Click Here

That Moment When You Are Speaking at The White House

That Moment When You Are Speaking at The White House

There is a brief moment when you are asked to speak at the White House when you just might think, “What on earth have I gotten myself into?”

For me, that was never the case…not for a second!

For the past week, aside from work, I’ve done nothing but write, revise, recite and repeat my Ignite speech on Supporting #FutureReady Teaching and Learning that I will share at THE WHITE HOUSE tomorrow! I’ve never been more excited and ready for anything in my entire life and not just because I actually have a completed presentation well before the event but because I am deeply ready for this.

I grew up in a small town, a place where the greatest thing that has ever happened was winning a few State Championships in football unless you count the Super Conducting Super Collider that almost was…something of this magnitude was completely unheard of until now.

I’m not even nervous…yet. I was actually more nervous practicing in front of my mother, who is a tough one to speak in front of. She is a pro, after all!

I actually get to be in the same room as Our President and for my family, it doesn’t get any better than this. It just doesn’t…unless Michelle Obama is there…that would be amazing!

So, without fear or reservation…I get to channel my inner “Jose, Sabrina, Melinda, Chris, Diana, Xian, Audrey and Jaime” and every other speaker that I have ever looked up to. I’ll lean on the support of my friends and local community who have been loud and proud in their excitement.

More importantly, I get to represent my parents and my entire family. Without their sacrifices, there’s no way that I would be here.

It’s not about me at all but I’m grateful for the opportunity and platform to share.

Thank you to the Office of Edtech for taking a chance on a girl from a small town in Texas.

Because I am connected, this “unheard of thing” is real! Let’s put this same power into the hands of all of our learners. #futureready

Storytelling with TechSmith’s App Show and Minecraft

Screen Shot 2014-11-09 at 7.55.22 PMOne of these days, Techsmith’s App Show won’t be in free beta and I’ll be sad. For the record, I’m pretty sure that this nifty storytelling tool wasn’t made for education but that didn’t stop plenty of educators from finding it. I actually love App Show because it helps users create stories from an embedded “best practices” framework. You plug in your device and film scenes. After filming scenes, you add voice over and music. If you have Camtasia, you can export for further editing and what’s cooler is that each clip translates over to its own timeline for much more fluid editing.

Yesterday, Braeden started working on his version of a Google office in Minecraft. Of course he wanted collaborators so of course that meant that I would be deeply embedded in Minecraft greatness yesterday. He wanted to record a quick clip and App Show was the right tool for it, especially after my Quicktime recorder kept failing and my Airserver refused to work!

I should also note again that I have Camtasia and recording from a plugged in device is a function of Camtasia. Maybe it was a bit of “tech for the sake of tech” or maybe it was that we chose the right tool that we needed. At any rate, it was fun and it worked like a charm!

Using it is as simple as opening the app, choosing a pathway and then deciding on number of scenes and length which can be changed at any time. You don’t even have to plug in an ios device. You can totally do the same thing with an android or with any form of video because there is an “upload media” function which means that you can make a story about whatever floats your boat!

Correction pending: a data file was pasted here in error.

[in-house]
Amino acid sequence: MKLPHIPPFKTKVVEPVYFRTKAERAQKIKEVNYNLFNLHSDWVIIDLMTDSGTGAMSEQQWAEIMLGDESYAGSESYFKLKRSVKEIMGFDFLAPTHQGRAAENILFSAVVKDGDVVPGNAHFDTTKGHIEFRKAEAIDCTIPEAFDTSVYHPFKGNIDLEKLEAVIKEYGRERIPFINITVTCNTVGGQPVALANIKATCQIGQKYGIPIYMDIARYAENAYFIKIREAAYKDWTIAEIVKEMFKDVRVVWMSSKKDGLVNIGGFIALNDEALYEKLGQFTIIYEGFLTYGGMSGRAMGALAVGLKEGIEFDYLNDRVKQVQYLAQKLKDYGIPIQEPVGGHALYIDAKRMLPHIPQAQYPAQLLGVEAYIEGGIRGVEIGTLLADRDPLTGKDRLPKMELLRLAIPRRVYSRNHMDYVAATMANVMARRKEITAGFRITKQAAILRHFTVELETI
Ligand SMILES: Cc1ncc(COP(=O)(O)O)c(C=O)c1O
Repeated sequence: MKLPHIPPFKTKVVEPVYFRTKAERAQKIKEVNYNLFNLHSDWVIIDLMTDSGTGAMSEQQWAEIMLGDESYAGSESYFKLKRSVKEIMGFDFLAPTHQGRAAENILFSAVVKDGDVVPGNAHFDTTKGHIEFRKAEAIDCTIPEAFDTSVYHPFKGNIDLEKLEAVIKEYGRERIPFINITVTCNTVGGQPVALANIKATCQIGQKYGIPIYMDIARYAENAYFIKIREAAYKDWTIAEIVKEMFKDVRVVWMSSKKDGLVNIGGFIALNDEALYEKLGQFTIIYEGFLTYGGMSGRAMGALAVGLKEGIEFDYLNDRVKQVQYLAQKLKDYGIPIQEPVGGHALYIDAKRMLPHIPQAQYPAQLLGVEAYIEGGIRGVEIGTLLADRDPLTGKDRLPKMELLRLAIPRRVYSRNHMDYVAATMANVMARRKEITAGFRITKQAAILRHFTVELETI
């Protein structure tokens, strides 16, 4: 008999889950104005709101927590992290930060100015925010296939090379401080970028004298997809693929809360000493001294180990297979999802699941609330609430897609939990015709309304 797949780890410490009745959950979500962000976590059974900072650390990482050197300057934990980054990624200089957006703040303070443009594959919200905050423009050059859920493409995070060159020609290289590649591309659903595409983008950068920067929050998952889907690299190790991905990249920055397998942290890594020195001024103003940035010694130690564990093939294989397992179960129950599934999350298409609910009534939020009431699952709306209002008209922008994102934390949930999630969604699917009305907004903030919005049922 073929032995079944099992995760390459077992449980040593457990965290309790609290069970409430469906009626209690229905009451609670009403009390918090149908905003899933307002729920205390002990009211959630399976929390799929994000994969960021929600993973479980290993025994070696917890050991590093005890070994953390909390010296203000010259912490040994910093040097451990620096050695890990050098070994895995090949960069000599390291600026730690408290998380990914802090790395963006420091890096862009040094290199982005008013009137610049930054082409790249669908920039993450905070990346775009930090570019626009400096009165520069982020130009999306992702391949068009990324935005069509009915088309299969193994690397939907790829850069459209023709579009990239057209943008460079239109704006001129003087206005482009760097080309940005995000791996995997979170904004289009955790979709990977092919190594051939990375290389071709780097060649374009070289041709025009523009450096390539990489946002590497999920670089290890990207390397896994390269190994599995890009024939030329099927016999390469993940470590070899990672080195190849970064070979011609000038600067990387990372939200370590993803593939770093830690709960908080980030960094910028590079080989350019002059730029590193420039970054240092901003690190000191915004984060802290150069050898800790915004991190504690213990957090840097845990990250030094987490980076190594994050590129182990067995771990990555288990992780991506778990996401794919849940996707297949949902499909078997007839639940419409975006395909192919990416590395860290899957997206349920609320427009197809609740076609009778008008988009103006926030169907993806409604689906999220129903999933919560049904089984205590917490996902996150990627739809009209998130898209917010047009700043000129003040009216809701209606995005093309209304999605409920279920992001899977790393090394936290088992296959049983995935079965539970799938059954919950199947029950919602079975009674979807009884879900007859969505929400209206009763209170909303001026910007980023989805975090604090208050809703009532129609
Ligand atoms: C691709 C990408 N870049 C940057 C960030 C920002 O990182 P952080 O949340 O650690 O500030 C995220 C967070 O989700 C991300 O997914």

Braeden’s take: He loves it and is now writing a script for a minecraft cartoon because this tool will be perfect for making that!

This slideshow requires JavaScript.

Below is the video that we created!

&

Goal Setting Like a Baby

Screen Shot 2014-11-10 at 6.24.39 AMI have an 11 month old nephew who is just starting to take much longer walks around the house. Since he was about 9.5 months old, he’s been attempting this passage of life with very limited prodding from adults. I’ve sat for long periods of time watching him literally watch the people around him and it has been quite cool to see him “soak it all in” and then try things himself.

He would stand on his own and immediately fall but then immediately stand again. Eventually, his long moments of standing turned in to a new sequence of events….Stand, step, fall, repeat.

Seriously…the baby has set a goal for himself and has tried again and again and again until he met that goal. Then he starts a new goal…fearlessly.

If you think about it, babies go through life as little goal setters. In my mind, I think that my nephew’s brain works something like this…

  • I wonder what I can do to make people pick me up.
  • I wonder if I can hold my own bottle.
  • I wonder if I can sit up.
  • I wonder if I can slide off the couch.
  • I wonder if I can stand like everyone else.
  • I wonder if I can drink from that straw.
  • I wonder if I can walk on two feet like my cousins.
  • I wonder what will happen if I touch that shiny thing.
  • I wonder what that thing does when I press the buttons. (yes, in my mind he knows what computer keys are)

As for me, I wonder when adults step in and discourage this natural curiosity about the world. What if we didn’t? What if we allowed kids to continue to set goals, learn, try, fall and repeat?

The least that we could do is fearlessly do this ourselves. After-all, babies do it.

 

Access, Opportunity and #Internet4Schools

Access, Opportunity and #Internet4Schools

The day that my dad brought home a set of encyclopedias was an important family event. He called all of us into the front room as he unpacked each book one by one. To my parents, providing this access to knowledge was critical and I distinctly remember my dad telling us that within those books was the key to our future. He certainly believed it anyway.

My parents did the best that they could to make sure that we had access to as many opportunities as possible so paying what had to be a small fortune at the time in order to support our academic and cultural development was something that they were quite proud of…even if the books were published before I was born which meant that in essence, they were obsolete and missing quite a bit of culture.

As lacking as our encyclopedias were, I remember my parents saying, “Go look it up!” whenever we inquired about pretty much anything. Our learning ritual was that I would search for the information, read aloud a pretty insignificant blurb and then learn what I needed through discussion with my parents as they filled in the blanks with memories that our encyclopedias did not and could not contain.

While I did enjoy this critically important bonding time, I think that we can all agree on the importance of having the type of access where a simple act of curiosity can lead to places where discussions from a single family’s dining room table can extend to others around the world…where discussions about history that happen in private can be recorded, uploaded, shared and referenced for years to come…where a desire to learn doesn’t end at the conclusion of a book but is transformed through that learner’s realization that they too can create the information that they seek…but in their own way.